For any car manufacturer, changing and updating your best-selling model – in the UK and across Europe – is a major challenge. Think it wrong, and right. ?
That is the challenge. Lexus It faces the introduction of the 2022 NX 350h, the second generation of the Japanese premium company’s mid-size SUV that has already sold over 1 million units globally. The question is, is the package correct?
Certainly from the outside, there’s no need to worry about the NX looking impressive. This new model is actually larger than the first generation of 2014, and sits on the same Toyota RAV4 on the same TNGA-K model platform and HighlanderAs a result, the NX is growing an inch or more.
But more importantly, the newcomer has a lower center of gravity, thanks to its wider Excel tracks and more rigid chassis. All of this comes together to make sure the new NX feels more attached to the corners. Oh, and there’s a brand new interior, with the star of the show having a 14-inch infotainment screen. More on that later.
Engine and performance
The more powerful NX 450h + plug-in hybrid, with all its 40-mile electric drive, was launched last year. It has a Lexus “self-charging” petrol-electric hybrid here. It’s a smart piece of technology, and further strengthens Toyota / Lexus’ reputation for mastering petrol-electric technology. It is worth noting that Lexus is a hybrid Stalwart. Each model in the range comes with V8 engine RC and LC sports cars as well as exclusively electrified power trains.
The new 2.5-liter hybrid system is 25% more powerful than the Mk1 NX – a 241bhp total output that is powered by two electric motors, all four wheels powered by a CVT automatic gearbox – which The result is a time of 0-62mph. 7.7 seconds, maximum speed of 124mph and official economy of 44.1mpg.
This economy doesn’t look good, but as we know, there are statistics, and there are irrelevant statistics. And when it comes to fuel consumption in hybrids, what you get is a direct result of how you drive. There is a skill – balancing the power of the combustion engine with hybrid electric – and once you get over it, the official WLTP figures are unbeatable. On my 70-odd mile test run of mixed driving, I regularly exceeded 50mpg. When I parked the car at the end of the run, my average was over 48mpg.
It’s a diesel-powered performance around the city, and it’s associated with a refinery that reflects the most advanced all-electric cars. It’s very quiet at slow speeds, and the NX 350h’s ability to wake up to two sources of power is impressive.
This NX is brand new and it means brand new entry. And that’s the best. The quality is top notch. Some – especially fellow Jarnus who was over 6 feet tall – noticed that there was a knee room at the back, and the headroom, on the narrow side. Me? At 5 feet 8 inches I could easily sit in the back of my driving position, and there was plenty of headroom. He, attached to the driver’s seat and auxiliary, confirmed that the cabin was a fun place to be.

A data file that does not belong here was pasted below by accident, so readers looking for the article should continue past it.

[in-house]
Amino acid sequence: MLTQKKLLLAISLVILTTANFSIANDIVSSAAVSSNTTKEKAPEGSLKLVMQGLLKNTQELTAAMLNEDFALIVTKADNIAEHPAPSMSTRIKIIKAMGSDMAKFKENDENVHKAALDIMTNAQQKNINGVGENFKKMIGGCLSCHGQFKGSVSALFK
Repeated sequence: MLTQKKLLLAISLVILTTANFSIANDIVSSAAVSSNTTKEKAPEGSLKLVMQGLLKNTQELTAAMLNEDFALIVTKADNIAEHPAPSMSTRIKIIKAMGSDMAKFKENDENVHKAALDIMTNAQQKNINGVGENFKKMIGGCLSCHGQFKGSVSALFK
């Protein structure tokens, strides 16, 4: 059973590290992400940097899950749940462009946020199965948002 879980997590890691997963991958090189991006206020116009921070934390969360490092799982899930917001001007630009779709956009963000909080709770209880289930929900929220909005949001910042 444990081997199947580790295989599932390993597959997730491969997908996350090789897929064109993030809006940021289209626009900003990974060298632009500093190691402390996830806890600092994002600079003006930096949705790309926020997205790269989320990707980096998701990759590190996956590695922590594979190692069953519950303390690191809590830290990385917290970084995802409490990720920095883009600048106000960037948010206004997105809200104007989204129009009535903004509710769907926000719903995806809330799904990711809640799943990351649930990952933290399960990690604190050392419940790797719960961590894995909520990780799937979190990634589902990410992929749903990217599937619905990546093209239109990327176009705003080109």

But while Lexus has long specialized in fitting soft, squash fabrics on doors and dashboards, what really stands out in the cabin of the new NX is that the designers have noticed that now Has been a big weak point until: say hello to the new Lexus Link Pro infotainment system. You can’t remember that. Available in a central position and with a 14-inch screen, it dominates the cabin. But it does so with style and design style Tesla drivers can only envy. The frustrating, fidelity touchpad system of the previous NX generation is gone, and has been replaced by a responsive, easy-to-operate touch screen and voice command. Not only is it brilliantly crisp and clear, but it’s also quite intuitive. And at the bottom of the screen are large rotary dials for driver and passenger to control their climate settings, as well as easy touch controls for fans. The joy of happiness.
Price and details
When you step on the premium pack, the Link Pro screen becomes the standard, which is expected to be the best-selling in the UK. However, the range, priced at £ 39,250, starts with the simple NX, which includes 18-inch wheels, heated leather seats, and a 9.8-inch infotainment system, although Apple CarPlay and Android Auto are standard. Has been installed.
The Premium Plus model, in turn, is one step above the premium, which includes the NX Spec’s head-up display, upgraded headlights, wireless charging, privacy glass, 360-degree camera, keyless entry and 20-inch alloy.
The F-Sport Trim, which I drove with the E-4 all-wheel drive system, as well as the Takomi Pack with sunroof, is priced at £ 54,800, and includes sports seats, adaptive suspension, automatic parking, Mark Levinson stereo and Azure Blue. Paint included. Extra.
I imagine the person who buys the NX – especially in the F Sport spec – will do so because he knows what they want. Exterior style is a very bold and positive style. It looks dynamic, but it doesn’t provide much dynamics in the driving experience. Instead, it provides the driver and occupants with a comfortable, comfortable, efficient and enjoyable luxury cabin in which to travel. I realize the NX driver will never be in a hurry; yet he will always be the kind of person who arrives 10 minutes before his appointment. They are organized and controlled.
The NX offers seamless driveability and real-world performance and that combined with new class leading technology and its charming cabin ensures that the latest self-charging petrol electric Lexus NX Hybrid as an attractive package. Will continue
Lexus NX 350h F Sport AWDP Price: £ 54,800 (£ 55,720 as test) engine: 2.5 liter, four cylinder, two electric motors besides petrol; power: 241bhp Torque: n / A Transfer: CVT automatic Four Wheel Drive High speed: 124 miles per hour; 2 mph: 7.7 seconds Livelihood: 44.1-47.9mpg CO2 emissions: 133-146 grams / km